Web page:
South Sudan Human Rights Defenders Network welcomes decision to scrap S.54 and 55 of the National Security Service Act,2014 on Arrests.
(Juba/ February 27,2023)
The South Sudan Human Rights Defenders Network (SSHRDN) welcomes the recent proclamation by the Cabinet Affairs Minister, Dr. Martin Elia Lumoro on behalf of the Revitalized Transitional Government of National Unity declaring that the National Security Services (NSS) no longer have the power to arrest with or without a warrant. At the press conference held on Tuesday 21st, February,2023, Dr. Lumoro stated that President of the Republic of South Sudan His Excellency Salva Kiir Mayardit and the first Vice President Dr. Riek Machar resolved to scrap Section 54 and 55 that provide for arrest without warrant and arrest with warrant respectively from the National Security Service Act, 2014.
Human rights defenders have faulted the 2014 National Security Service Act for giving the NSS police-like powers to arrest, detain conduct searchers and seize property without adequate safeguards and exceeding the NSS’s constitutional mandate, which limit its powers to “information gathering, analysis and advice to the relevant authorities”. Human rights organizations have documented human rights violations by the NSS including arbitrary arrests and prolonged detention, including of political opponents and government critics.
“The scrapping of the two sections comes at a time when so many arrests, often arbitrary ones, have been made in violation of human rights” states James Bidal, National Coordinator, SSHRDN ” and we therefore applaud the President and the First Vice President for this positive step that we believe will reduce human rights violations by the NSS.”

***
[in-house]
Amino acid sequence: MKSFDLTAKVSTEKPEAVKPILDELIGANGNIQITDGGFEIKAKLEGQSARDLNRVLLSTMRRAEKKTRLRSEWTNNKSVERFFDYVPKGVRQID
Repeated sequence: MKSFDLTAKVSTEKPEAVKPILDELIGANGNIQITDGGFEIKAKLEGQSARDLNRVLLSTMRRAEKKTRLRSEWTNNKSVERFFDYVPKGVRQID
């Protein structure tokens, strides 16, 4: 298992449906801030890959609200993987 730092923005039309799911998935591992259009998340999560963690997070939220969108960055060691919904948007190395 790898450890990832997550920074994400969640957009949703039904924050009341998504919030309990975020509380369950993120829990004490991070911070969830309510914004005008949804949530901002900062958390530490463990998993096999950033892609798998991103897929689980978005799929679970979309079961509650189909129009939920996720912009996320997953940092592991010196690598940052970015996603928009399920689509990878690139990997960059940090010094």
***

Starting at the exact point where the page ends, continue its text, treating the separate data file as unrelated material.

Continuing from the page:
The review and scrapping of these sections come at a time when the country is gearing up for key political events inclusive of the forthcoming constitution making process and general elections, events when the freedom of expression, association and assembly is especially critical. We look forward to swift amendment of the 2014 NSS Act and we will continue to advocate for the rule of law in South Sudan as a core tenet of democracy and governance.
As the Human rights defenders’ network we commit to continue defending and advocating for human rights of every person in the country and continue to explore meaningful ways to collaborate and work with government, legislature, the Judiciary, civil society, the South Sudan Human Rights Commission, media, academia, individual human right defenders, International NGOs, United Nations Agencies and the Diplomatic corp.
you can download the statement here Press release, Feb 2023